a reflection on John 21:1-17 for the fifth Sunday of Easter
Do you love me? I can’t think of another gospel story in which Jesus repeats a question three times, even after he gets an answer. I also can’t think of another time when a disciple gets as exasperated with Jesus as Peter does this morning. Lord, You already know everything! You know that I love you! How many times are you going to make me say it?
It’s possible that one of the reasons Peter was so perplexed is that on the surface, “Feed my sheep,” sounds like a pretty simple instruction: if people are hungry, you feed them. Who doesn’t know this? Okay, so maybe it took the disciples a little while to get the hang of multiplying loaves and fishes. But surely by now, they know that even when there doesn’t seem to be enough, all they have to do is share what they have, and let God provide the rest. Surely by this time Jesus doesn’t need to tell the disciples three times that hungry people need to be fed.
I’m pretty sure that the Risen Christ is trying to give Peter a much more subtle instruction this morning–an urgent message about precisely what we need to do if we are going to continue Jesus’ work after he ascends to heaven in just a couple of weeks.
It seems to me that if we want to understand what Jesus has in mind when gives this instruction to feed his sheep, we need to ask ourselves what feeding sheep meant to Jesus. How did Jesus see his own ministry of feeding the ones to came to him?
One possibility is that Jesus might have seen his ministry as providing bread to physically hungry people. This would be a perfectly sensible and merciful thing to do. It also would have made Jesus a very popular guy. Remember that at the very start of his ministry, Jesus goes out to the desert for 40 days to listen for what exactly God is calling him to do. And while he’s out there listening, the devil himself shows up and tries to tempt Jesus with this very idea. Hey you, the devil says, Hey, Miracle Boy! Let’s see you turn this stone into a loaf of bread! The devil knows there are hungry people out there. The devil knows how tempting it is to make a magical career out of satisfying their material, physical needs. But you remember what Jesus famously says to the devil: “Man does not live by bread alone.”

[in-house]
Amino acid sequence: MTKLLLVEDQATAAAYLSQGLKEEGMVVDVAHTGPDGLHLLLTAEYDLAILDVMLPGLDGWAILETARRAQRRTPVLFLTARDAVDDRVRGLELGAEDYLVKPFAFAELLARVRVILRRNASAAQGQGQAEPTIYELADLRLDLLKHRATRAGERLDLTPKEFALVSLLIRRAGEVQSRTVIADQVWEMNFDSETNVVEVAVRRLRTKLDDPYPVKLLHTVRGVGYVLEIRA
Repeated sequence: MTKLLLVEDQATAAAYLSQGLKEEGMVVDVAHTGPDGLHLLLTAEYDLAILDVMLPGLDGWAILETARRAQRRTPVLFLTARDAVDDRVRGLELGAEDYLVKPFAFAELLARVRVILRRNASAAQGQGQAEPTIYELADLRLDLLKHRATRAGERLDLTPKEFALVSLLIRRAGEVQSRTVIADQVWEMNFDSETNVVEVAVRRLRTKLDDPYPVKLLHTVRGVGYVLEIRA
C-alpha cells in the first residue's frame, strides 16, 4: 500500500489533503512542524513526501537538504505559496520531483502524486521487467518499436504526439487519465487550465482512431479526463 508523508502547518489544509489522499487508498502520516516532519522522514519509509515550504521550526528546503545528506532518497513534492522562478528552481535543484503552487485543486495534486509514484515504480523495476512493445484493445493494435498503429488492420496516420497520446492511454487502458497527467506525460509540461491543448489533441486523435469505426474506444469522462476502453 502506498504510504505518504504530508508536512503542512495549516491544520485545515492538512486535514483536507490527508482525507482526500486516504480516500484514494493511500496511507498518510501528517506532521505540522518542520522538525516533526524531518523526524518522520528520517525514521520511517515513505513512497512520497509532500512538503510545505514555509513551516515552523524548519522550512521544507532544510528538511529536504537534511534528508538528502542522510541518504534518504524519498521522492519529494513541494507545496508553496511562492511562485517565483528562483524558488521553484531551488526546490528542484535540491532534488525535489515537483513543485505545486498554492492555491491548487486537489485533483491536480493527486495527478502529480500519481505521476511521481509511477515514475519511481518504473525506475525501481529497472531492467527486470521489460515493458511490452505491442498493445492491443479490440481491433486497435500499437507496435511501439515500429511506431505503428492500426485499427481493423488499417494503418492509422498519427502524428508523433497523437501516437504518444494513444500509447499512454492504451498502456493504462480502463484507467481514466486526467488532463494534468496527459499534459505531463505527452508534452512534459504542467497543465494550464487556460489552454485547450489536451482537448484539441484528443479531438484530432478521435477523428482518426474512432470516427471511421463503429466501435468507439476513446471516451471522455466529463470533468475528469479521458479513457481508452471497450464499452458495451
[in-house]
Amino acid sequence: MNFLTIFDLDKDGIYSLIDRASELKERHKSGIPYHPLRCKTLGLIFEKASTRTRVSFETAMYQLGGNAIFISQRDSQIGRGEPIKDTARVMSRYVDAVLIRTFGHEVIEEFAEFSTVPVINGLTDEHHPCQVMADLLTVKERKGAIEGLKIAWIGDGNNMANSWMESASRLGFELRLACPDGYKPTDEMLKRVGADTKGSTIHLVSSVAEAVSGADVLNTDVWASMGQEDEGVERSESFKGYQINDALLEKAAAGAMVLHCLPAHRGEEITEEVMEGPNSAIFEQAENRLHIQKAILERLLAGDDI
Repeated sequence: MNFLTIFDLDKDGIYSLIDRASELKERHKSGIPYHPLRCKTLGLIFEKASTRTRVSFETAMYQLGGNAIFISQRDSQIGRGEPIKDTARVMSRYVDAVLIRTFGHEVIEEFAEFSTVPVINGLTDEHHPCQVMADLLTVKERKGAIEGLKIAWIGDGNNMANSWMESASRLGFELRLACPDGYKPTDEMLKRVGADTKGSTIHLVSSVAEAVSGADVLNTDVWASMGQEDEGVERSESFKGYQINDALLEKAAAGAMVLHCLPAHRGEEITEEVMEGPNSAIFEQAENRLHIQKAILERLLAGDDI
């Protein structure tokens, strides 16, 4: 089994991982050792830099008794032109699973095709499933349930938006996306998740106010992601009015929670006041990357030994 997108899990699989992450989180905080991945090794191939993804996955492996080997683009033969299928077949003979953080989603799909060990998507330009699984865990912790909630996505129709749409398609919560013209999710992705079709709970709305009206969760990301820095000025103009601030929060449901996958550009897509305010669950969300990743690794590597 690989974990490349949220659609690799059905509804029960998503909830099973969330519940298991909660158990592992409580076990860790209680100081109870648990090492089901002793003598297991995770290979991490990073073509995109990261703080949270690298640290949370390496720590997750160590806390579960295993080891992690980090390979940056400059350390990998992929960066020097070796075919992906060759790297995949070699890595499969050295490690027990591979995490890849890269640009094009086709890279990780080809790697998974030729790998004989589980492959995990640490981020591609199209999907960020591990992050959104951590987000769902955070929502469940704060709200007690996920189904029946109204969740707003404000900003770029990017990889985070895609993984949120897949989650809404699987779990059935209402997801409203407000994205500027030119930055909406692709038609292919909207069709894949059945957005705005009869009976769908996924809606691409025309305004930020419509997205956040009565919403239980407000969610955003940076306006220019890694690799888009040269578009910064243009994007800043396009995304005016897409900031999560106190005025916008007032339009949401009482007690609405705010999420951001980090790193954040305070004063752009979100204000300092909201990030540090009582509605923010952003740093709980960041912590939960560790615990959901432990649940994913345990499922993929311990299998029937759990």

Jesus knows that people are hungry. He certainly knows that there will be times when he will feed them the bread that they need. But he also knows that people need much more than bread, and that it’s his job to bring them that something more. The crowds who flocked to Jesus did not leave their homes and walk all those hot, dusty miles to get a loaf of bread. They left their homes and walked those long, hot miles because they were hungry for something else: those people were spiritually hungry. They were longing to feel the very presence of God right here in the body of this beautiful, broken world. And when they stepped into Jesus’ presence, they felt that presence of God in him. People brushed against Jesus’ cloak in a crowd; they climbed a tree to get a glimpse of his face—and just like that, they knew that they were held, now and forever, in the arms of God. And for the first time, they knew what it means to be truly loved, and truly alive.
I am the Bread of Life, Jesus says. Do you love me? he asks. Then I need you to be the same. I need you, too, embody the presence of God for a world that is spiritually starved. I need you to become, in your own body, spiritual food for a hungry world.
I want to be very clear here: for Jesus, and for us, this is not an either/or proposition—either you feed people’s bodies, OR you feed their souls. Jesus knew that he had to do both. And I believe he calls us to do the same. If Jesus were asking Peter simply to provide loaves and fishes, surely he wouldn’t have to say it three times! Surely, Jesus would never have to ask us three times to feed a hungry person bread! If Jesus were only asking us to feed hungry people bread, he’d only have to say it once for us to understand, and we’d do it in a heartbeat.
But if Jesus is asking for something more subtle, if Jesus is asking Peter, and us, to BECOME the bread of life; to become the kind of spiritual food that he IS—well, then, we might very well need to hear it a few times times before it starts to sink in.
I don’t know how about you, but if I were in Peter’s shoes this morning, I might be thinking that a good, old-fashioned loaves-and-fishes miracle is starting to sound pretty easy right about now.
Become spiritual food? Easy for Jesus to say. After all, he’s Emmanuel, God-with-Us. But what about the rest of us? How can Jesus possibly be asking US to become this kind of spiritual food for a world of hungry sheep?